7. In U.P. Public Service Commission, U.P., Allahabad & Anr. v. Alpana, (1994) 2 SCC 723, this Court, after considering a large number of its earlier judgments, held that eligibility conditions should be examined as on last date for receipt of applications by the Commission. That too was a case where the result of a candidate was declared subsequent to the last date of submission of the applications. This Court held that as the result does not relate back to the date of examination and eligibility of the candidate is to be considered on the last date of submission of applications, therefore, a candidate, whose result has not been declared upto the last date of submission of applications, would not be eligible.

8. A three Judge Bench of this Court, in Dr. M.V. Nair v. Union of India & Ors., (1993) 2 SCC 429, held as under:- "It is well settled that suitability and eligibility have to be considered with reference to the last date for receiving the applications, unless, of course, the notification calling for applications itself specifies such a date." (Emphasis added)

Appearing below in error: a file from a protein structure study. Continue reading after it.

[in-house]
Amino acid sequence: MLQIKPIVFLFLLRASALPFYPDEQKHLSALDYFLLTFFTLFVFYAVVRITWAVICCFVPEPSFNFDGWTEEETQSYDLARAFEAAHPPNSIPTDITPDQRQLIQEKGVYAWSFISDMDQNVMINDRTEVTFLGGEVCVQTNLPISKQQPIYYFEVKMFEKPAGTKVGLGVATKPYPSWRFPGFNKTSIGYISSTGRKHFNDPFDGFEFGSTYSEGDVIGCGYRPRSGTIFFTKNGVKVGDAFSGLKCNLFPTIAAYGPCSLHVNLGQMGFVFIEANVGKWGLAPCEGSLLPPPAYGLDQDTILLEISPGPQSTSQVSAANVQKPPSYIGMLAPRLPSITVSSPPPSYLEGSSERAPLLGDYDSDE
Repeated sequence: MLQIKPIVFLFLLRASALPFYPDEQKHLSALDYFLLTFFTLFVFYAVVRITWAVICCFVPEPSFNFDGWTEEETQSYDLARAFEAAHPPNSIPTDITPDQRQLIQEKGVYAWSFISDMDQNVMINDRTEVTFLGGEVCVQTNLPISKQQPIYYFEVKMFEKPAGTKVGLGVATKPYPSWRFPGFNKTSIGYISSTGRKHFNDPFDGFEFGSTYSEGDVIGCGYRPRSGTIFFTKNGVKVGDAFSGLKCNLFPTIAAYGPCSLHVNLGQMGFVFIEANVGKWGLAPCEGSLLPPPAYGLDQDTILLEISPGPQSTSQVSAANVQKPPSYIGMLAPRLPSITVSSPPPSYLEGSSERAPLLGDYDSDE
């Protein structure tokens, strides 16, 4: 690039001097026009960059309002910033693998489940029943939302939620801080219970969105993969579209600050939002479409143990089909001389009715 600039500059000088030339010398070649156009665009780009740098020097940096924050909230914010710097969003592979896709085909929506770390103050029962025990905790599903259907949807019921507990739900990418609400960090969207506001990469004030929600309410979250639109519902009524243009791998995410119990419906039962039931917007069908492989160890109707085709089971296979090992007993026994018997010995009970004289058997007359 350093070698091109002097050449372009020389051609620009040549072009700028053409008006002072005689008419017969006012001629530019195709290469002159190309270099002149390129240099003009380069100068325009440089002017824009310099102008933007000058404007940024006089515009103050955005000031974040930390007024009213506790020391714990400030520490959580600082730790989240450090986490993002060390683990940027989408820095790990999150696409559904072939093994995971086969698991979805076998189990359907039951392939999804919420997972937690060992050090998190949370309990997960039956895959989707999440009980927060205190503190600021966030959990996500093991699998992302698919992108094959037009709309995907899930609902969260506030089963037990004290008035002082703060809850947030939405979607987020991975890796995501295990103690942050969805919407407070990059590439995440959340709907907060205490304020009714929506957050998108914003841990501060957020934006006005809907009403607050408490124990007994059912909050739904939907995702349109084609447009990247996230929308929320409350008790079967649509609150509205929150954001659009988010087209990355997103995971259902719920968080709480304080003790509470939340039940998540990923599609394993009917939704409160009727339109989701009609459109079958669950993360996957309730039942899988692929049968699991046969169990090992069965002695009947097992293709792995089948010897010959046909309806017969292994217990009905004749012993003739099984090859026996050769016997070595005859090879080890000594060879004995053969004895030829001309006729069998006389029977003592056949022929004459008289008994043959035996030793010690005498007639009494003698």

9. In Smt. Harpal Kaur Chahal v. Director, Punjab Instructions, Punjab & Anr., 1995 (Suppl) 4 SCC 706, this Court held: "It is to be seen that when the recruitment is sought to be made, the last date has been fixed for receipt of the applications, such of those candidates, who possessed of all the qualifications as on that date, alone are eligible to apply for and to be considered for recruitment according to Rules." (Emphasis added)

10. This Court in Rekha Chaturvedi v. University of Rajasthan, 1993 Supp (3) SCC 168 held: "The contention that the required qualifications of the candidates should be examined with reference to the date of selection and not with reference to the last date for making applications has only to be stated to be rejected. The date of selection is invariably uncertain. In the absence of knowledge of such date the candidates who apply for the posts would be unable to state whether they are qualified for the posts in question or not, if they are yet to acquire the qualifications.